CHINA Foreign media stir trouble by hyping China's draft coast guard law

CHINA

Foreign media stir trouble by hyping China's draft coast guard law

By Guo Yuandan | Global Times

22:57, November 05, 2020

The China Marine Surveillance ships patrol around the Diaoyu Islands, October 25, 2012. (Photo: Xinhua)

Chinese experts slammed foreign media hype of China's draft coast guard law released on Wednesday, noting that any country has the right to enforce laws in the airspace and waters under its administration.

Foreign media's hype of the latest bill is creating trouble out of nothing and implementing double standards.

A draft coast guard bill was released on the website of the National People's Congress on Wednesday to solicit public opinions until December 3.

The 19th article of the draft empowers the Chinese coast guard to take action, including the use of weapons, when national sovereignty, sovereign rights, and jurisdiction are being illegally infringed upon by foreign organizations or individuals at sea, or facing an imminent danger of illegal infringement.

The draft also clarifies what kind of weapons - hand-held, ship borne or airborne - can be used under different circumstances.

In a report on Thursday, the Japan Times hyped the draft, and said it could target Japanese vessels navigating around the Diaoyu Islands.

Bonnie Glaser, director of the China Power Project at the Center for Strategic and International Studies, retweeted the Japan Times report, and said that "If true, this is quite worrisome. Will lead to increased potential for violence in disputed waters."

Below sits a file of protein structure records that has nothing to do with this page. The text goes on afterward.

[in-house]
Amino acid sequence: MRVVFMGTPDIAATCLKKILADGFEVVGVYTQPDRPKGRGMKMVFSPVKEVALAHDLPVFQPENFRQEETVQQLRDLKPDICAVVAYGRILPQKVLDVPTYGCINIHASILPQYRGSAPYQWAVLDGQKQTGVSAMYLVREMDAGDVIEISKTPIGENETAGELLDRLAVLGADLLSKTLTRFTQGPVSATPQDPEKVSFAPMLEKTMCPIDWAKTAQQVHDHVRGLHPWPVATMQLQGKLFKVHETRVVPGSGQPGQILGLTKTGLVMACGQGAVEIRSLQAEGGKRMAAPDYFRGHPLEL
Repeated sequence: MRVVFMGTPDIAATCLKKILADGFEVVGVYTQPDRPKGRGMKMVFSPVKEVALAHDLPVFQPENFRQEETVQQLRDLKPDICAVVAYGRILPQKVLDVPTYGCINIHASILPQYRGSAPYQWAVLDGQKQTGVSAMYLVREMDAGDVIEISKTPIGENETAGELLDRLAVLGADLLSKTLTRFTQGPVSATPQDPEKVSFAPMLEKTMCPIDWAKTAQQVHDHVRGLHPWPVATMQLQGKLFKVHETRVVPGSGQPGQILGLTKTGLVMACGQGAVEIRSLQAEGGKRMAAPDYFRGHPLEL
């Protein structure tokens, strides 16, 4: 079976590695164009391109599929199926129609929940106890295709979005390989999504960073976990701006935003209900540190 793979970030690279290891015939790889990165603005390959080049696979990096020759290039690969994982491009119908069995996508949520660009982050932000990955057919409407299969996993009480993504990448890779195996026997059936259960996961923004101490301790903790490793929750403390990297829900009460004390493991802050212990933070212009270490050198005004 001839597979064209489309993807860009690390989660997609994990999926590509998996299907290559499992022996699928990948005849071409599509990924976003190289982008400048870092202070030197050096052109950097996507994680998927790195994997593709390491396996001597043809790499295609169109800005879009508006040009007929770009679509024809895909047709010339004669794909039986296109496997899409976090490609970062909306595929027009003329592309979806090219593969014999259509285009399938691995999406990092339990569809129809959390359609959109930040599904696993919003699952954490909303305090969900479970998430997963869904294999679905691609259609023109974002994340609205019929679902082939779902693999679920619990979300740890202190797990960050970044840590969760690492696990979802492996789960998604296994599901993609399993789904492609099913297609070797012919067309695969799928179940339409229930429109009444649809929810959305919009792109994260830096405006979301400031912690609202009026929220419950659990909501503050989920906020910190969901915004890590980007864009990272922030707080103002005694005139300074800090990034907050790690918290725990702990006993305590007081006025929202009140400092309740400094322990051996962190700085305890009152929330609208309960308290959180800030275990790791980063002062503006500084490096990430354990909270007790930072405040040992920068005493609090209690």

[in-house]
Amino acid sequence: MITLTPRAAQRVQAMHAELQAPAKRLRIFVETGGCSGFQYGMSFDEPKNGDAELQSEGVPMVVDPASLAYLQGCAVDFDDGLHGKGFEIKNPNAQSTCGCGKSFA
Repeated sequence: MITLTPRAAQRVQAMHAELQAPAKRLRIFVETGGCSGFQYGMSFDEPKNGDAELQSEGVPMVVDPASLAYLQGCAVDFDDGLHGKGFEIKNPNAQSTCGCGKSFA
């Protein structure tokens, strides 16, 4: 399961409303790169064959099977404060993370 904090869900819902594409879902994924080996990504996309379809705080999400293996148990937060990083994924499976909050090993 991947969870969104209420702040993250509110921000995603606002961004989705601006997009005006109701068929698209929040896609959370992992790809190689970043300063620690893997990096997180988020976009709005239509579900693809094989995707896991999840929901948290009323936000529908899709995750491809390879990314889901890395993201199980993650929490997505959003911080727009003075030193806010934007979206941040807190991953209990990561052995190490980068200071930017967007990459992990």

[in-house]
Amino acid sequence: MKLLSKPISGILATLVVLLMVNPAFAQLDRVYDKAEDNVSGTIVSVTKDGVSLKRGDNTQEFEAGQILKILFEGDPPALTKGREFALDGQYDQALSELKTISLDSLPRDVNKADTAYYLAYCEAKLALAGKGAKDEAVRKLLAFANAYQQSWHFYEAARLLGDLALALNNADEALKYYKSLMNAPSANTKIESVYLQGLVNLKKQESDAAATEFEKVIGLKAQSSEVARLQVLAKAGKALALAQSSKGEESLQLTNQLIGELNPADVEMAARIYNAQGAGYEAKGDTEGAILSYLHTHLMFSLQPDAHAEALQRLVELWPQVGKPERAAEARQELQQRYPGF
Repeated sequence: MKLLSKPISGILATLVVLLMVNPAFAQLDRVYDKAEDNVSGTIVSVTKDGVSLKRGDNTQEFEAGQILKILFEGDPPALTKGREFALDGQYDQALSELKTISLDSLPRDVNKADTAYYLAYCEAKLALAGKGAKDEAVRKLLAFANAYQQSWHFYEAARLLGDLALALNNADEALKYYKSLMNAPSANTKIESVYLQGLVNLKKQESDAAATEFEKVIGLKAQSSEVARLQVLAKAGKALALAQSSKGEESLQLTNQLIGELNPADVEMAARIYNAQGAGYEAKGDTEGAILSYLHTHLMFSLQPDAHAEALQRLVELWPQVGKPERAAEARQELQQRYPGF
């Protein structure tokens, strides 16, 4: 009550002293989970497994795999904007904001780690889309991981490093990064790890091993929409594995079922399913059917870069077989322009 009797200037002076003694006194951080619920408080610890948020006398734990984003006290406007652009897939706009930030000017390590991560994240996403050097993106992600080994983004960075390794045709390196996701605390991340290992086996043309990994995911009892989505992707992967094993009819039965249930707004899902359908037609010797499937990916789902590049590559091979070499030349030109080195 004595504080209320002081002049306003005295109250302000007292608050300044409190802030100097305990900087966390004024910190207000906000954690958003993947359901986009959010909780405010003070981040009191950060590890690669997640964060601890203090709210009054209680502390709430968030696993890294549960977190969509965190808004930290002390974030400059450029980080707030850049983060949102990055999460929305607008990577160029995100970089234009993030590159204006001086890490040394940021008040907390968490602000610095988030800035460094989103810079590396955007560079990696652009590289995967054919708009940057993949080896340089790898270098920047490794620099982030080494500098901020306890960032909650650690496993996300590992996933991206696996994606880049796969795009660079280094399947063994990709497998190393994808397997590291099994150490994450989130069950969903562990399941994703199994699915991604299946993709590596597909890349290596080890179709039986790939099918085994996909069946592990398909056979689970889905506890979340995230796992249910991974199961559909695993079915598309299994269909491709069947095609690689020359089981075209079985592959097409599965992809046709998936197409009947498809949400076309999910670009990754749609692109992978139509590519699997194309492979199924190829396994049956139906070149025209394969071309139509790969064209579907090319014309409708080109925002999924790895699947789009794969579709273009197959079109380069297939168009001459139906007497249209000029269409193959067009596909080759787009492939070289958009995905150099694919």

US media Stars and Stripes also released a report on the draft on Thursday, noting that "China routinely accuses the United States of infringing on its sovereignty by sending naval vessels through contested waters."

Tian Shichen, vice president of think tank Grandview Institution, told the Global Times on Thursday that every country has the right to carry out law enforcement in waters and airspace under its jurisdiction, including the use of force, as long as the exercise of this power is within the scope of the authorization of international law, or does not violate the international obligations assumed by the country.

He noted that the US and Japanese coast guards do the same thing, but they require laws to clarify law enforcement subjects, weapons used, and law enforcement procedures, which is why China released the draft law.

Another expert who requested anonymity agrees, noting that it is double standard that only China is blamed, while the US and Japan have similar laws.

He explained that the purpose for the coast guard to use force is to put ships seriously violating or disobeying sovereignty under control. As long as the purpose is achieved, the use of force can be terminated. It follows the principle of minimum use of force. He slammed foreign media hype of the draft as trying to create trouble out of nothing.

Tian noted that international law has no specific regulation on the use of force in dealing with disputes on waters, and involved countries would act in line with each country's own laws. "But in practice, countries are very cautious to use force, and involved parties need to figure out the rule of dealing with the disputes via practice, and reach some consensus before completely addressing the disputes," Tian said.

The US violates Chinese sovereignty and security in the name of freedom of navigation, and China has the right to enforce the law. The sovereign country can dispel the violating warship, but cannot use force to strike and sink it, or detain them, according to the UN Convention on the Law of the Sea. But what would happen if the violator does not leave? It should be discussed case by case, Tian explained.

Western speculation on the use of force in China's new law is deliberately hyping the "China threat" theory, Tian said.

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